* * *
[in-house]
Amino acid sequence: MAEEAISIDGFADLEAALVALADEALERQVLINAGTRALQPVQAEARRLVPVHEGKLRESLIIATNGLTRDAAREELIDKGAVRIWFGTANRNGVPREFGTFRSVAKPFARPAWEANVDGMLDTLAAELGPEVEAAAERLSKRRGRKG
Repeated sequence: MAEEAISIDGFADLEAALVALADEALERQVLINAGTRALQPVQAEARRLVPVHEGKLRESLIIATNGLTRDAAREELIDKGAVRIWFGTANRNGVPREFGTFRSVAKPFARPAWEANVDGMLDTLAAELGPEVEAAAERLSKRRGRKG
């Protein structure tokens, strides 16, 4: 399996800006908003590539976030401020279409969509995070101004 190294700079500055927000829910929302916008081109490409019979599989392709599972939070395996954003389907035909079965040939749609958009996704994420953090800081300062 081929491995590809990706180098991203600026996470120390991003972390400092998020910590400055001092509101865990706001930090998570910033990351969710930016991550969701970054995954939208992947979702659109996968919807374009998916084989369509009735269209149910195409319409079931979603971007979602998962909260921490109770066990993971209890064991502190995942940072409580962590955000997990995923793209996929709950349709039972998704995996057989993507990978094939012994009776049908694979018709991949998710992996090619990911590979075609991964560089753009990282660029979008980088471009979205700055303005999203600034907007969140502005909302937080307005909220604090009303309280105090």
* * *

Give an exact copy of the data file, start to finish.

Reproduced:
[in-house]
Amino acid sequence: MAEEAISIDGFADLEAALVALADEALERQVLINAGTRALQPVQAEARRLVPVHEGKLRESLIIATNGLTRDAAREELIDKGAVRIWFGTANRNGVPREFGTFRSVAKPFARPAWEANVDGMLDTLAAELGPEVEAAAERLSKRRGRKG
Repeated sequence: MAEEAISIDGFADLEAALVALADEALERQVLINAGTRALQPVQAEARRLVPVHEGKLRESLIIATNGLTRDAAREELIDKGAVRIWFGTANRNGVPREFGTFRSVAKPFARPAWEANVDGMLDTLAAELGPEVEAAAERLSKRRGRKG
């Protein structure tokens, strides 16, 4: 399996800006908003590539976030401020279409969509995070101004 190294700079500055927000829910929302916008081109490409019979599989392709599972939070395996954003389907035909079965040939749609958009996704994420953090800081300062 081929491995590809990706180098991203600026996470120390991003972390400092998020910590400055001092509101865990706001930090998570910033990351969710930016991550969701970054995954939208992947979702659109996968919807374009998916084989369509009735269209149910195409319409079931979603971007979602998962909260921490109770066990993971209890064991502190995942940072409580962590955000997990995923793209996929709950349709039972998704995996057989993507990978094939012994009776049908694979018709991949998710992996090619990911590979075609991964560089753009990282660029979008980088471009979205700055303005999203600034907007969140502005909302937080307005909220604090009303309280105090």